Gilead Sciences continues to produce new pharmaceuticals to treat hepatitis C, HIV

By Steve Brachmann
September 30, 2015

gilead-logo-335Gilead Sciences, Inc. (NASDAQ:GILD) of Foster City, CA, is an American biotechnology developer which has pursued a particular focus on anti-viral pharmaceutical medications in recent years. On September 21st, Gilead announced the successful completion of four Phase III clinical trials for the treatment of all six hepatitis C virus (HCV) genotypes with a combination of sofosbuvir (Sovaldi®) and velpatasvir. The HCV treatment has reportedly been granted a breakthrough designation by the U.S. Food and Drug Administration for expedited approval. Gilead is heavily invested into developing treatments for both hepatitis B and C, which together affect about 400 million people worldwide. The successful trials indicate that Gilead may be able to increase its lead over rival drugmaker AbbVie Inc. (NYSE:ABBV), its largest competition in the HCV treatment market. Higher prescriptions for Gilead’s HCV treatments were encouraging price increases for the company’s stock around the end of August.

Near the end of September, Gilead announced more positive news after Europe’s Committee for Medicinal Products for Human Use (CHMP) gave a positive recommendation for Genvoya, a tablet taken once daily for the treatment of HIV-1. The tablet is Gilead’s first Gilead 2015 clusterto include tenofovir alafenamide (TAF), a nucleoside reverse transcriptase inhibitor (NRTI) effective for blocking reverse transcriptase, an enzyme which HIV uses to replicate.  The positive recommendation could lead to European Commission approval for prescriptions of Genvoya in all 28 member states of the European Union. A recent $10 billion issue of senior notes by Gilead has sparked speculation that the company may be looking to make an acquisition in the biotech sphere.

Gilead is not a prolific filer of U.S. patent applications, and it failed to place among the top 300 organizations obtaining U.S. patents in 2014, according to statistics reported by the International Property Owners Association. However, we do see that the corporation currently holds 2,131 active patent grants according to data collected by Innography. The text cluster derived from Gilead’s 59 U.S. patents, which it has earned this year, shows R&D into anti-virals applied through therapeutic methods, pharmaceutically acceptable salts and more.

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Gilead’s Issued Patents: From Treatments for Heart Health Conditions to HIV Inhibitors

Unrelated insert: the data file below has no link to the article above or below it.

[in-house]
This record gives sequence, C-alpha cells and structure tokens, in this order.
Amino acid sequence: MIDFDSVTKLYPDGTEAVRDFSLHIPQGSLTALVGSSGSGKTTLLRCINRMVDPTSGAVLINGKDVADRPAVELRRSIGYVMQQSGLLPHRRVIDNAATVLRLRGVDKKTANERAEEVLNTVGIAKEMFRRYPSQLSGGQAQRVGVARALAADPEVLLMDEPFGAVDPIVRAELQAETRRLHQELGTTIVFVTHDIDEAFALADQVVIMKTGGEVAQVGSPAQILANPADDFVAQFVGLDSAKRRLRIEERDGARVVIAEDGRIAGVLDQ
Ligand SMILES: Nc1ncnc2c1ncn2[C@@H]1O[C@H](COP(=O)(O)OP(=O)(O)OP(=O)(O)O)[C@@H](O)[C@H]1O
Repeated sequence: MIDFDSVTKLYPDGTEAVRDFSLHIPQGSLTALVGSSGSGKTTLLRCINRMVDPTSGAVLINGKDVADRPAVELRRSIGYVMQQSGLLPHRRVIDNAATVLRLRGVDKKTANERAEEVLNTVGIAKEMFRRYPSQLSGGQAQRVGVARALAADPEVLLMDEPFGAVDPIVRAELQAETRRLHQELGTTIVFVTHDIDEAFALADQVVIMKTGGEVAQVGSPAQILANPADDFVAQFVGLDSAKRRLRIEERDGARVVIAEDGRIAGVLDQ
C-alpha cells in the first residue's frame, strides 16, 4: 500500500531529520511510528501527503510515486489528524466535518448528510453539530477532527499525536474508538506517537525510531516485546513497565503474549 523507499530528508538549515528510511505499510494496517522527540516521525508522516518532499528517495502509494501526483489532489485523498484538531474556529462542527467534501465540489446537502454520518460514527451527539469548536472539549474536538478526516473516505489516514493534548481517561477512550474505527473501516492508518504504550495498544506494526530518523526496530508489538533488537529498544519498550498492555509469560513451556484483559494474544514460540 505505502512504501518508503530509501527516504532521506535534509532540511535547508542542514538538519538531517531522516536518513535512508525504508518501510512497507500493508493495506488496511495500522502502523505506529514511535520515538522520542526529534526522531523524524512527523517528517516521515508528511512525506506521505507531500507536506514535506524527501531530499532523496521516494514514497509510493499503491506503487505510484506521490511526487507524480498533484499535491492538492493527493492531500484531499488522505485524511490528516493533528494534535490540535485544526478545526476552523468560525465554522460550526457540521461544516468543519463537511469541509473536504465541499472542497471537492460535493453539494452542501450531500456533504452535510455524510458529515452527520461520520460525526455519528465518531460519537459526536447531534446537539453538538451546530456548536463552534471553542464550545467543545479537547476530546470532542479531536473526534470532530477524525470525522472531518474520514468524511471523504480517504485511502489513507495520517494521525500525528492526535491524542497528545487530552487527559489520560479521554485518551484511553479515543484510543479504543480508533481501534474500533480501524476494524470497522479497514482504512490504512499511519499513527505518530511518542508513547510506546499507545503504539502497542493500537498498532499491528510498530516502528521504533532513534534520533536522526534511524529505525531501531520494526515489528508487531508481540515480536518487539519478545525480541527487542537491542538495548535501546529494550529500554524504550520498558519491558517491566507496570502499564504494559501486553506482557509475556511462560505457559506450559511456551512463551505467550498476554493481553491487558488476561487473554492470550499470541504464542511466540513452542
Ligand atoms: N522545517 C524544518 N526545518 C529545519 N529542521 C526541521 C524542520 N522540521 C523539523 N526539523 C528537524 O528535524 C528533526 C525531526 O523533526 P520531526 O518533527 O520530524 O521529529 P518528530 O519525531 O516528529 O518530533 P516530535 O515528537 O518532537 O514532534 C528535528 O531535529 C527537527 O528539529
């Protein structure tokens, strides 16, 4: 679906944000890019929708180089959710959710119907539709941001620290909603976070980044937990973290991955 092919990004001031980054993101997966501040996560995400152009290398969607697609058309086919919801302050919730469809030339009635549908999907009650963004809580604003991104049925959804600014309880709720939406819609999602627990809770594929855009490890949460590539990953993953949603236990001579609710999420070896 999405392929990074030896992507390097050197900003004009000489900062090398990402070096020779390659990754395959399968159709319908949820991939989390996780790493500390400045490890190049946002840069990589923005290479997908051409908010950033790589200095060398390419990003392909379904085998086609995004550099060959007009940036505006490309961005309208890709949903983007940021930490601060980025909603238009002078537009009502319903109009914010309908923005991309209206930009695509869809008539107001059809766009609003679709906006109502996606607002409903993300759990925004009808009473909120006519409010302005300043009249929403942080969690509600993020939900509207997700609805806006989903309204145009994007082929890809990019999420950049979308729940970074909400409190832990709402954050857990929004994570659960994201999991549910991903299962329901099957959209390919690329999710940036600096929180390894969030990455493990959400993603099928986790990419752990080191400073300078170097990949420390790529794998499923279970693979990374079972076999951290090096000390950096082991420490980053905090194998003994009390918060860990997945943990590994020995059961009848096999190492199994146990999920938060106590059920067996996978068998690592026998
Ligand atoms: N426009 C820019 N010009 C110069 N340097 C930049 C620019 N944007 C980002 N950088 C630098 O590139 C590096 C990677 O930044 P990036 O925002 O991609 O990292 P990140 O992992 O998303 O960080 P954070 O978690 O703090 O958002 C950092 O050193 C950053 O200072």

atrial fibrillationDespite all of the recent focus on Gilead’s anti-viral medications, we noted a trio of patents issued to the company recently by the USPTO to address issues in patient cardiac health. U.S. Patent No. 9056108, issued under the title Method of Treating Atrial Fibrillation, claims a kit containing a first composition which includes dronedarone or a pharmaceutically acceptable salt thereof, and then a second composition which includes ranolazine. This innovation was found to improve the anti-arrhythmic efficacy of dronedarone, which can be used to treat atrial fibrillation but is poorly tolerated by patients in higher doses. Genetic conditions affecting muscle tissues within the heart are addressed by the pharmaceutical invention protected by U.S. Patent No. 9125916, entitled Method of Treating Hypertrophic Cardiomyopathy. It discloses a method for treating hypertrophic cardiomyopathy by administering a specific compound or pharmaceutically acceptable salt to a patient in need thereof. The pharmaceutical medication provides a treatment for hypertrophic cardiomyopathy (HCM), wherein the heart muscle becomes abnormally thick and cannot pump blood as efficiently, by inhibiting the production of sodium which is symptomatic of HCM. A condition that could lead to cardiac arrest and death is the focal point of U.S. Patent No. 9126989, entitled Compound and Method for Treating Long QT Syndrome. It discloses a method of treating LQT syndrome in a patient by administering to the patient an effective amount of a compound, where the effective amount ranges between 0.1 milligrams (mg) and 100 mg. This innovation seeks to provide a treatment for long QT syndrome, a genetic condition which can result in the formation of abnormal sodium channels within the heart which can affect typical electrical signal transmissions.